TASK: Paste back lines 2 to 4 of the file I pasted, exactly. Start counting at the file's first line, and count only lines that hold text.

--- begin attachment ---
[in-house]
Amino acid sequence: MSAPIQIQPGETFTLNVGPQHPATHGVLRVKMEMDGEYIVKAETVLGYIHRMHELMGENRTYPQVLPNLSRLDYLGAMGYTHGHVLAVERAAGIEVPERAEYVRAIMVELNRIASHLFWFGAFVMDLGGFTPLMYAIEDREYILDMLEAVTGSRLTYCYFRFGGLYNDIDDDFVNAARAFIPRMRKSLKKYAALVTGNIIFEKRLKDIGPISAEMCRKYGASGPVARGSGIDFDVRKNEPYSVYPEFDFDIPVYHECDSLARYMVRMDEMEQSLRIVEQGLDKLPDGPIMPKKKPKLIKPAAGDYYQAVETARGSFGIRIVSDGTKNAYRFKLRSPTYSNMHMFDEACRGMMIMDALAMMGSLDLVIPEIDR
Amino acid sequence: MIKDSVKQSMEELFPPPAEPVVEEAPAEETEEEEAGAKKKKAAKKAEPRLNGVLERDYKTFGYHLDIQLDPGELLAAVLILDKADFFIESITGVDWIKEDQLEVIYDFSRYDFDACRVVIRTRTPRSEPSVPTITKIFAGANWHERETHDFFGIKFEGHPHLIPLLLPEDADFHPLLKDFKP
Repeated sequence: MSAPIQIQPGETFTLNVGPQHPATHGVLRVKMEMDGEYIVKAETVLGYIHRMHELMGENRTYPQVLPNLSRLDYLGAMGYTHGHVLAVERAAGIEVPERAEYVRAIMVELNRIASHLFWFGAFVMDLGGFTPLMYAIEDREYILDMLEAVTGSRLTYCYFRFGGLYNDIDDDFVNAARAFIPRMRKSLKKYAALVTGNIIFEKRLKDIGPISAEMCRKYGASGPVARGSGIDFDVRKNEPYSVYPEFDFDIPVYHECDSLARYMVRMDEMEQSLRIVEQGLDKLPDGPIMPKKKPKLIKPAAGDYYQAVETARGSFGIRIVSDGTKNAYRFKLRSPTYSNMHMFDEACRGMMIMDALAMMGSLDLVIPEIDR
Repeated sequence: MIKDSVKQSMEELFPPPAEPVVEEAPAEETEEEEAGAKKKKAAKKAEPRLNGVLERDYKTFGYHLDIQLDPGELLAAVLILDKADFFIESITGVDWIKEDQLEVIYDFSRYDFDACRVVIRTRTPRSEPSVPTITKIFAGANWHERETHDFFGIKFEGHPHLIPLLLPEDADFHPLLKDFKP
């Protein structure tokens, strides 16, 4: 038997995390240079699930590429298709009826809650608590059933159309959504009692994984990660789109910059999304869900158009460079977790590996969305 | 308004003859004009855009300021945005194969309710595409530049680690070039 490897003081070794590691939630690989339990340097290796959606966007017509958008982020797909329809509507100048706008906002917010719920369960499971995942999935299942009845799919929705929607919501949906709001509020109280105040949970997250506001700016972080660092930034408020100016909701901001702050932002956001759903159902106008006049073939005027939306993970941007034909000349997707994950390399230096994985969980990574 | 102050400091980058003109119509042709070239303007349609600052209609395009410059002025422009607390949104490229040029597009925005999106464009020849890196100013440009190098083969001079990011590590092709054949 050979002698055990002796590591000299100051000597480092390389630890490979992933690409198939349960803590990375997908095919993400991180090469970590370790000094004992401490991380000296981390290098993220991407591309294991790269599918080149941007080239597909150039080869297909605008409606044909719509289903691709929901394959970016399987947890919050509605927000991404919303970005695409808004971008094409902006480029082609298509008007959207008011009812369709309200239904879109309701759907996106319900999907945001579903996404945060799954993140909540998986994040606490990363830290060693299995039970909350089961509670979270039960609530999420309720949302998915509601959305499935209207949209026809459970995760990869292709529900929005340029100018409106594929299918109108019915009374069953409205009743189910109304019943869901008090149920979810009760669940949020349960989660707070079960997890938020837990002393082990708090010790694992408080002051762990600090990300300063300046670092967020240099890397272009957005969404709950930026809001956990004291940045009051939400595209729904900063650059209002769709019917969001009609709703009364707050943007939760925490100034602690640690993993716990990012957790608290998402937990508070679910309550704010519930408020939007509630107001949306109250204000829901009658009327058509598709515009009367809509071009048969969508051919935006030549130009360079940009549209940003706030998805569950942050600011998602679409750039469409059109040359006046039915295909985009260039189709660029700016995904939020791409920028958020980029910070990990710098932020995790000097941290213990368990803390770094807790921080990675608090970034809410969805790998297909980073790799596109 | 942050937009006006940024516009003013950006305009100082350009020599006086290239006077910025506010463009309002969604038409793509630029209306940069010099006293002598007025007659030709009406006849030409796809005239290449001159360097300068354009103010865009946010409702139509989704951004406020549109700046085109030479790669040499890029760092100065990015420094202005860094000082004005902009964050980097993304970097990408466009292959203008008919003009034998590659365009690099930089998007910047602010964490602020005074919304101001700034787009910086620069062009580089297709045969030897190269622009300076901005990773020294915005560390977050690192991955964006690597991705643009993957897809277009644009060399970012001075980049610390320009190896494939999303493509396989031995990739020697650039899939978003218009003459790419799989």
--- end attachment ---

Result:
Amino acid sequence: MSAPIQIQPGETFTLNVGPQHPATHGVLRVKMEMDGEYIVKAETVLGYIHRMHELMGENRTYPQVLPNLSRLDYLGAMGYTHGHVLAVERAAGIEVPERAEYVRAIMVELNRIASHLFWFGAFVMDLGGFTPLMYAIEDREYILDMLEAVTGSRLTYCYFRFGGLYNDIDDDFVNAARAFIPRMRKSLKKYAALVTGNIIFEKRLKDIGPISAEMCRKYGASGPVARGSGIDFDVRKNEPYSVYPEFDFDIPVYHECDSLARYMVRMDEMEQSLRIVEQGLDKLPDGPIMPKKKPKLIKPAAGDYYQAVETARGSFGIRIVSDGTKNAYRFKLRSPTYSNMHMFDEACRGMMIMDALAMMGSLDLVIPEIDR
Amino acid sequence: MIKDSVKQSMEELFPPPAEPVVEEAPAEETEEEEAGAKKKKAAKKAEPRLNGVLERDYKTFGYHLDIQLDPGELLAAVLILDKADFFIESITGVDWIKEDQLEVIYDFSRYDFDACRVVIRTRTPRSEPSVPTITKIFAGANWHERETHDFFGIKFEGHPHLIPLLLPEDADFHPLLKDFKP
Repeated sequence: MSAPIQIQPGETFTLNVGPQHPATHGVLRVKMEMDGEYIVKAETVLGYIHRMHELMGENRTYPQVLPNLSRLDYLGAMGYTHGHVLAVERAAGIEVPERAEYVRAIMVELNRIASHLFWFGAFVMDLGGFTPLMYAIEDREYILDMLEAVTGSRLTYCYFRFGGLYNDIDDDFVNAARAFIPRMRKSLKKYAALVTGNIIFEKRLKDIGPISAEMCRKYGASGPVARGSGIDFDVRKNEPYSVYPEFDFDIPVYHECDSLARYMVRMDEMEQSLRIVEQGLDKLPDGPIMPKKKPKLIKPAAGDYYQAVETARGSFGIRIVSDGTKNAYRFKLRSPTYSNMHMFDEACRGMMIMDALAMMGSLDLVIPEIDR